Aleksander Ceferin, president of European football’s governing body UEFA, has proposed measures to curb the spending power of the continent’s most powerful clubs.
Speaking at the Football Talks conference in Lisbon, Portugal, on Wednesday, 49-year-old Slovenian Ceferin raised the idea of a “luxury tax” similar to that employed in Major League Baseball, where teams are fined if they spend over a league-determined payroll limit.
“UEFA needs to be prepared to appropriately tackle relevant issues such as the decrease in competitive balance within European club competitions and secondary effects affecting domestic competitions,” Ceferin, elected to replace Michel Platini, said in quotes reported by The Guardian.
“We cannot allow the greatness of some to overshadow and drown out the rest. If we allow gaps to become too great we will be neglecting those who have little opportunities. We face a threat that the bottom becomes unstable because the rest of the world is focused on the top.”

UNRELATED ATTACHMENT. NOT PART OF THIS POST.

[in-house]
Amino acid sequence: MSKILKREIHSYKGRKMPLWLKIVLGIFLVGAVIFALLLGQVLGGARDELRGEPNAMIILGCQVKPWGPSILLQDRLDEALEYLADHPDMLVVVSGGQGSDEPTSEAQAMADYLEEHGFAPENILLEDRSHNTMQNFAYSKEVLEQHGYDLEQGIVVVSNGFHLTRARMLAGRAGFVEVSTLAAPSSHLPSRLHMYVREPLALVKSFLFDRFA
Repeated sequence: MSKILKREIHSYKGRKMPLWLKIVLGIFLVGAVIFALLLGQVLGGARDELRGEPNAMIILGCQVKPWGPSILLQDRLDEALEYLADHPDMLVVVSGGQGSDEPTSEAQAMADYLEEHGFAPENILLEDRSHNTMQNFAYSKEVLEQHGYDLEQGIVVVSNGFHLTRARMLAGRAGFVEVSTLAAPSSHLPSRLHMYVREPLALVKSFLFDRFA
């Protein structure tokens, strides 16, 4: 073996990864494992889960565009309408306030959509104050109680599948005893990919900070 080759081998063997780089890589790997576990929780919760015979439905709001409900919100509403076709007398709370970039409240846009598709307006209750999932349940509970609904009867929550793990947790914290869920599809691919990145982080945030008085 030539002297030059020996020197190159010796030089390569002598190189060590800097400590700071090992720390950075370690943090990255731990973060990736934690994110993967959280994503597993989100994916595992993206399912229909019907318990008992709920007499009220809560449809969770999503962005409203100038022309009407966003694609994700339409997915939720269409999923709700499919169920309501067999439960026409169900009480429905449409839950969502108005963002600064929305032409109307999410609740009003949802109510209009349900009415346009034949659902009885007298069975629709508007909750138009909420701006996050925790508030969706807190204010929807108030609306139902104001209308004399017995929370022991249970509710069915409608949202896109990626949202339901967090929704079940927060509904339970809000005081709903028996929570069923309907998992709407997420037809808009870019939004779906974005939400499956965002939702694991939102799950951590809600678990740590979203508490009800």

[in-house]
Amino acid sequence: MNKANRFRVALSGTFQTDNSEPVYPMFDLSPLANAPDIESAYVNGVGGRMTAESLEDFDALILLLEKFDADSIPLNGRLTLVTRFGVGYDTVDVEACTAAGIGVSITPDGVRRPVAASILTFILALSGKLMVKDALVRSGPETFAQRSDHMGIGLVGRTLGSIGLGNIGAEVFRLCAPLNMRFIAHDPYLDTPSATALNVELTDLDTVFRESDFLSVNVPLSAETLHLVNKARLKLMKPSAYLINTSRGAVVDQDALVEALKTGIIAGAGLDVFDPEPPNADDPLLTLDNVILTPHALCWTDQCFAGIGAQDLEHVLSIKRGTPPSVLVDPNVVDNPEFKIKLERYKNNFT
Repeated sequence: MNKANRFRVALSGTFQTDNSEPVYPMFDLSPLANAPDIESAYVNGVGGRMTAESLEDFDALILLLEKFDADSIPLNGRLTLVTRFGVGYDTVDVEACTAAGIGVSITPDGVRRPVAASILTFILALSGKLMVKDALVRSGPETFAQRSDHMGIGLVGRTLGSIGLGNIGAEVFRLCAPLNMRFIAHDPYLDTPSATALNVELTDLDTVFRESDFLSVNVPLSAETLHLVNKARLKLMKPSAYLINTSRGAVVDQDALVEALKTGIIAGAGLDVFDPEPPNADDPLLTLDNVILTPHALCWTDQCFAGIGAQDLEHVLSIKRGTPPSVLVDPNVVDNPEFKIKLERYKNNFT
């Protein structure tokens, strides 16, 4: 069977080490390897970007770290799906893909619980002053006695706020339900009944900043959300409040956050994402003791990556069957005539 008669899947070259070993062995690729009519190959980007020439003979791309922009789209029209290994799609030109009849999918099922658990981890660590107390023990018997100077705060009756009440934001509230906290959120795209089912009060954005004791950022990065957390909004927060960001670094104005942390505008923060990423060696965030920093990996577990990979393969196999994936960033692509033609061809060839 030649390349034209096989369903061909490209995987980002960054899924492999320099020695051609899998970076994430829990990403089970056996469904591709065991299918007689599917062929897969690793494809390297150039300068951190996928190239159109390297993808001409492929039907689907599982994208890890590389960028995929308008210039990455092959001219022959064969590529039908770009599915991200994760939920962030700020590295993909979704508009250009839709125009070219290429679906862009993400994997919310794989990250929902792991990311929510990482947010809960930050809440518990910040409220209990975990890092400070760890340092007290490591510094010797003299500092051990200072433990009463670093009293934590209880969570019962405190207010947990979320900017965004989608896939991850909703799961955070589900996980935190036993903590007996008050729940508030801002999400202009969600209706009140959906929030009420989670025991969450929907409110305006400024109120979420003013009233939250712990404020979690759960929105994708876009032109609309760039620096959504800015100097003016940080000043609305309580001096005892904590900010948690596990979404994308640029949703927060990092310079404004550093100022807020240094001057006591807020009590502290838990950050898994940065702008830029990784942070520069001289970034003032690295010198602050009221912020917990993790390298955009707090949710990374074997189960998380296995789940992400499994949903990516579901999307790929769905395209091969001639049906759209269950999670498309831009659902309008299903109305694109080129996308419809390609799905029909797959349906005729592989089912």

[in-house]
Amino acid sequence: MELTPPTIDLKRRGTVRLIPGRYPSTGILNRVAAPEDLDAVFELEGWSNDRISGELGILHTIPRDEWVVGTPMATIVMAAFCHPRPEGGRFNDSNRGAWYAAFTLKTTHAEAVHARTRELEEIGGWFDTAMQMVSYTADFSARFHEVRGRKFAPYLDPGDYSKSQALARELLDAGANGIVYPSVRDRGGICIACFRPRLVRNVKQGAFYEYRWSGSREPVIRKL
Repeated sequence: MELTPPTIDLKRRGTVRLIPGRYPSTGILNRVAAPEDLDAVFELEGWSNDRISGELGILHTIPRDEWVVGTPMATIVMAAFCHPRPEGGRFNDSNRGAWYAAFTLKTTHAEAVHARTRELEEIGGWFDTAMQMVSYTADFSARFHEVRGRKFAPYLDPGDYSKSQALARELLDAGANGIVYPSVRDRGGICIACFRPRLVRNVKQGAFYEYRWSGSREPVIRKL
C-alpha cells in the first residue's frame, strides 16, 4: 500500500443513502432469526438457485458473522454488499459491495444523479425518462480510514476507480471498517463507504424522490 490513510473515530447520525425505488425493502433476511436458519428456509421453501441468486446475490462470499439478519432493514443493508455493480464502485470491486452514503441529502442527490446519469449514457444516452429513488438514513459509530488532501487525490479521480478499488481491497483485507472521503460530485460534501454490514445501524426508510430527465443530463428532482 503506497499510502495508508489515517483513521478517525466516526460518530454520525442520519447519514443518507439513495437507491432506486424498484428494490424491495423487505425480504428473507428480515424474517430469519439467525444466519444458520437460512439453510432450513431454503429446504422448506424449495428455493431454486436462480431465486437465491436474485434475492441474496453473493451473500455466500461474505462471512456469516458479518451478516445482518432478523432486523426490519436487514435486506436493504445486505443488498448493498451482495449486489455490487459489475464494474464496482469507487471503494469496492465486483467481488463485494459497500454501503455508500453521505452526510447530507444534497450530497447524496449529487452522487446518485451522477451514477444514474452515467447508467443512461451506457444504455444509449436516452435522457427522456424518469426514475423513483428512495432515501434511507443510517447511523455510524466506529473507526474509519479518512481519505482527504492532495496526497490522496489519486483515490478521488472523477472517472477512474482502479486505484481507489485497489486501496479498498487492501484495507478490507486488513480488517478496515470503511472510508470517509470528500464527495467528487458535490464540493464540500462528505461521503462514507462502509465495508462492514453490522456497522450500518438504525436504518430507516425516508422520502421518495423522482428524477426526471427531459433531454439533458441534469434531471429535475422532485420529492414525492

Ceferin added UEFA would “have to examine new mechanisms like luxury taxes, squad limitations and fair transfer rules to avoid player hoarding and the excessive concentration of talent within a few teams.”
Those measures could affect clubs like Premier League leader Chelsea, which has employed a strategy of buying up talented youth players then loaning them out to clubs in England and across Europe.
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